This coming Tuesday, join Adorama and Canon for an in depth Presentation by Larry Thorpe, Senior Fellow of the Professional Engineering & Solutions Division of Canon USA, Inc., on the Cinema EOS cameras, including the newly announced C500, C100, 1DC, as well as the C300.
The presentation will be followed by hands on time on the full Cinema Family products, CINE lenses (Primes and Zooms) and the Pro Camcorder lineup (XF/XA products).
Food and drinks drinks will be served. Doors open at 6, the presentation starts at 6.30, and you’ll have the opportunity to go hands-on with the gear at 8.
Mere days after Sony’s 4K bomb dropped, with the F5 and F55, RED CEO Jim Jannard announced an across-the-board price cut on the “brains” of all its current camera models. this included a Crazy Eddie slash of its “battle-tested” (i.e. used) RED ONE MX, from $25,000 to a mere $4,000. That’s slightly more than a used FS100, though of course will require expensive peripherals to bring it to life. Still 4.5K RAW for $4k sounds pretty unreal. It’s 5K offerings also see substantial drops. The EPIC-M falls almost half from $39,500 to $24,000, while the EPIC-X falls to $19,000 from $34,500. The Scarlet drops a less dramatic sum from its pricetag, to $7,950 from $9,700.
It now remains to be seen how Sony will respond. It was cleverly silent on the pricing for its latest announcements – aware, no doubt, of RED’s impending move following Jannard’s earlier post hinting such a change was imminent. Now it can adjust its final pricing accordingly.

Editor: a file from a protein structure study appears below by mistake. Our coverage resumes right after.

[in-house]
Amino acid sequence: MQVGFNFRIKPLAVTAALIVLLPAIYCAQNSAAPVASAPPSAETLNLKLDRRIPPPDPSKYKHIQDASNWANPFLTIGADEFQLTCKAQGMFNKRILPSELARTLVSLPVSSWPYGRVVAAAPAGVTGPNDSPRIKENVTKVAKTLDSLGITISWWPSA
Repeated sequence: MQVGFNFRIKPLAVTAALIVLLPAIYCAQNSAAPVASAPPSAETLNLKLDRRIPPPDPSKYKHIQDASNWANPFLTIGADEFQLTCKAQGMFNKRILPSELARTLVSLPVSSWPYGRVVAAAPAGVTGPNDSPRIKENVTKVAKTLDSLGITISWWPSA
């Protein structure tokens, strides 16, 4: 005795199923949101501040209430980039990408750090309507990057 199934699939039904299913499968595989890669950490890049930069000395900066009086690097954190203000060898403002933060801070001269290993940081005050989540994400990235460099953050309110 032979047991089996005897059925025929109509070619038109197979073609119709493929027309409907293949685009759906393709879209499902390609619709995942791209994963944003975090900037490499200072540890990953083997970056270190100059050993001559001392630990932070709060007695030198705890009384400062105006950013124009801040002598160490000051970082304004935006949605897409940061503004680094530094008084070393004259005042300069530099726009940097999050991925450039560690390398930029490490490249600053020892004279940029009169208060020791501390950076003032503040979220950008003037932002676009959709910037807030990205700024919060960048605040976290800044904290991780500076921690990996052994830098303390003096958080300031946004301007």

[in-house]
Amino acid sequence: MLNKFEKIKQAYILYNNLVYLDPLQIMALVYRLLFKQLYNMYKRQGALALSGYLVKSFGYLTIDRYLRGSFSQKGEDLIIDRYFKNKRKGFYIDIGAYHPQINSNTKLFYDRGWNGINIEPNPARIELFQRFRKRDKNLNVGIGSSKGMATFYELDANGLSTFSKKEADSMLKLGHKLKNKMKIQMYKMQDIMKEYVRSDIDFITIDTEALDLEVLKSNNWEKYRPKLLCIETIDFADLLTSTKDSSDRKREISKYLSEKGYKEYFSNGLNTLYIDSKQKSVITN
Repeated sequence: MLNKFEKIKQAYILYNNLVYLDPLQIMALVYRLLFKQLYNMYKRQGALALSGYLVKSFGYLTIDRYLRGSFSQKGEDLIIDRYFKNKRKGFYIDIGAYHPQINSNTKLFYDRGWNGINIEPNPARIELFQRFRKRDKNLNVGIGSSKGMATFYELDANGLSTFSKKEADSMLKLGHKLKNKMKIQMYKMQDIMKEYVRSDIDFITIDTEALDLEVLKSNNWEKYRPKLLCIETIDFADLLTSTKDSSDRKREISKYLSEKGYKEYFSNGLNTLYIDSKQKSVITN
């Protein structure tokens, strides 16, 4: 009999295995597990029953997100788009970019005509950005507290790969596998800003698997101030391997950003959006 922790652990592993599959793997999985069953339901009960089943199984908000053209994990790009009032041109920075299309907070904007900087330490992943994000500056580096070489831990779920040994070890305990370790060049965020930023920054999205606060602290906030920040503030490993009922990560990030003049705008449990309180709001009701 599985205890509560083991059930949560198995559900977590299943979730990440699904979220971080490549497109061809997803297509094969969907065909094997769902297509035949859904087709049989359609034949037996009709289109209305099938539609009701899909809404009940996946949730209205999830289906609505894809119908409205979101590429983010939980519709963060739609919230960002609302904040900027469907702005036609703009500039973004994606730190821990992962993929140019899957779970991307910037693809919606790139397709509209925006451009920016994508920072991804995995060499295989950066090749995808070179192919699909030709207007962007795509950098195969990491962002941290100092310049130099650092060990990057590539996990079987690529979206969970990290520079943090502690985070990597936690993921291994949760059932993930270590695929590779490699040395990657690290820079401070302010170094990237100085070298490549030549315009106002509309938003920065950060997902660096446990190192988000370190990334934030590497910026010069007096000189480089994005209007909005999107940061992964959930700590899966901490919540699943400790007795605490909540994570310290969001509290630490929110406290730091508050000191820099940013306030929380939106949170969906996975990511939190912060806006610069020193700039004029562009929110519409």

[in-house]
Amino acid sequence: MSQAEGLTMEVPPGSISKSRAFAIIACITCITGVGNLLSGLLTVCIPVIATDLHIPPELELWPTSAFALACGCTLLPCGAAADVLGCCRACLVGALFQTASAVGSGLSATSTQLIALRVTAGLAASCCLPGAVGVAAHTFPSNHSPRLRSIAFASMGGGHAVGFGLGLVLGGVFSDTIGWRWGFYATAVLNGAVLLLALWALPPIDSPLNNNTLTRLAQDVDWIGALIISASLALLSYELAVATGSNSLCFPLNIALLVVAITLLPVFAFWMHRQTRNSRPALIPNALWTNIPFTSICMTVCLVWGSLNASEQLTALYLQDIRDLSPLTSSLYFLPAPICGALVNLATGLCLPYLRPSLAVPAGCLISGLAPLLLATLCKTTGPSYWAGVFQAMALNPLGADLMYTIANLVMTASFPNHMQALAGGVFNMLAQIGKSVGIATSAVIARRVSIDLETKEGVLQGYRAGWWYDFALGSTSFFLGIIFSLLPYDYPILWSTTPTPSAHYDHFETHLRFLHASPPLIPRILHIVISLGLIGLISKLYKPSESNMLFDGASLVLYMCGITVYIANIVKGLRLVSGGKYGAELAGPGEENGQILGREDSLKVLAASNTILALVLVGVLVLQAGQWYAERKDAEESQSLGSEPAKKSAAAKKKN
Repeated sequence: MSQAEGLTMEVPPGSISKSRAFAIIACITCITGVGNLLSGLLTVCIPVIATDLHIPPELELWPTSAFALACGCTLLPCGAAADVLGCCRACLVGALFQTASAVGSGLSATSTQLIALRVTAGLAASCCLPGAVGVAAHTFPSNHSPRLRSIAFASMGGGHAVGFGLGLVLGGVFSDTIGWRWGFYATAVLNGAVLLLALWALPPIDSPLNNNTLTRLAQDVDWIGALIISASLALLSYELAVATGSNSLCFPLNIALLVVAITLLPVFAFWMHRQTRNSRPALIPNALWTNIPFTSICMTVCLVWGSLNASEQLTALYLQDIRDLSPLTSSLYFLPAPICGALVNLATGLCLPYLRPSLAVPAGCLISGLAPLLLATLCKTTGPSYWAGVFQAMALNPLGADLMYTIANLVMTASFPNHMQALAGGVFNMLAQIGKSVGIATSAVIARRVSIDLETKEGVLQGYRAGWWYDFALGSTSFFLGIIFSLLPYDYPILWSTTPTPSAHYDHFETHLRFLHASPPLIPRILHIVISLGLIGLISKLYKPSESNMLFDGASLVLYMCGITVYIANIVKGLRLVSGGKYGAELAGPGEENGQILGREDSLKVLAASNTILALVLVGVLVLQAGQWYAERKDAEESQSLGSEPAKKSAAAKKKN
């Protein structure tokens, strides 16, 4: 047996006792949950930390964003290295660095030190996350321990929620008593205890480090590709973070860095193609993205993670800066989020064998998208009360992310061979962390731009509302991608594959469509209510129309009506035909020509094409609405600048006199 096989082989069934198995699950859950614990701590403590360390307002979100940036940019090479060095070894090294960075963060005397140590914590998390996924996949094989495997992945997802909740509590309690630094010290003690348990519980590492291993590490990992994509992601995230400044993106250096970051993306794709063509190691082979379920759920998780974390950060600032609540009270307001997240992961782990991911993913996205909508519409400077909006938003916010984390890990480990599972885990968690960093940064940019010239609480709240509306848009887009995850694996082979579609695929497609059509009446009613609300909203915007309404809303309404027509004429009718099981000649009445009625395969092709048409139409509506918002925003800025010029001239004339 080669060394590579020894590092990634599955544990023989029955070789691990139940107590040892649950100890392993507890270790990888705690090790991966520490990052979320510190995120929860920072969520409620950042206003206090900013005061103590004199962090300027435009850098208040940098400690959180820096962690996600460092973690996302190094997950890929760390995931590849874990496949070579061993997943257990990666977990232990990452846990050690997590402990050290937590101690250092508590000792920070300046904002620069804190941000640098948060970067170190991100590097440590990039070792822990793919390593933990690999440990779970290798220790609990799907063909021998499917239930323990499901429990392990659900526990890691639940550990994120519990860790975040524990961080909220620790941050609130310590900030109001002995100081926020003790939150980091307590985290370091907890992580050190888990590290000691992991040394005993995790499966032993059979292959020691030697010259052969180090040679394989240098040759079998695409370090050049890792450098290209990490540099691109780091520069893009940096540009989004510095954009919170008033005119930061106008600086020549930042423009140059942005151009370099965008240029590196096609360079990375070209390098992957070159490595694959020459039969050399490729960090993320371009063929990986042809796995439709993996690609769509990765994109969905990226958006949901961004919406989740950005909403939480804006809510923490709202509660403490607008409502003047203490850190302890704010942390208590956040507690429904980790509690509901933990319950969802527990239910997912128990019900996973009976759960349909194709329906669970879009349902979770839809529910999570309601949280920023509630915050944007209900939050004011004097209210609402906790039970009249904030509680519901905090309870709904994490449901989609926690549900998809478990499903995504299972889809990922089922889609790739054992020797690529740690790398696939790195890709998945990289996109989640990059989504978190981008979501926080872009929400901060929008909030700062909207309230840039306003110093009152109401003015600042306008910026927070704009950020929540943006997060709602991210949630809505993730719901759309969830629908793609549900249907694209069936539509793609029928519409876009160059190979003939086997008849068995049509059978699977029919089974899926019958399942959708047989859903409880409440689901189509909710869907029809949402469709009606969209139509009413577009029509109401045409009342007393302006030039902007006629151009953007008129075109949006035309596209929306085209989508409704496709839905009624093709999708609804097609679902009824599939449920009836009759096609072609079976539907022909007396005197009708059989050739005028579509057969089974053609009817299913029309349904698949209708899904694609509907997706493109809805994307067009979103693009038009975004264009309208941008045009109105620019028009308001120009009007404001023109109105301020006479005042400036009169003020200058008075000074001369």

It’s Canon’s move now – its push into digital cinema a bit more precarious following these announcements. Its 8-bit 4K 1D C DSLR is $13,000 and it’s $26,000 C500 is due this month. It’s anyone’s guess when and how it responds, but its DSLR division has shown itself eager to drop prices in the wake of product launches, so a similar move is not unthinkable.
As with all things digital, the end user is the ultimate winner. It’s hard to remember that prior to NAB last spring, anything beyond Full-HD seemed exotic. Five digit pricetag cameras like the C300 and F3 were happy offering 720/60p. But now we have three cameras under the magical $10,000 threshold sporting greater than HD resolution and many with high framerates to match their astronomical resolutions. The corollary cost, of course, is the increased processing power and storage needed to handle the massive resulting files. Nevertheless, it seems that the long-awaited high resolution future is indeed now.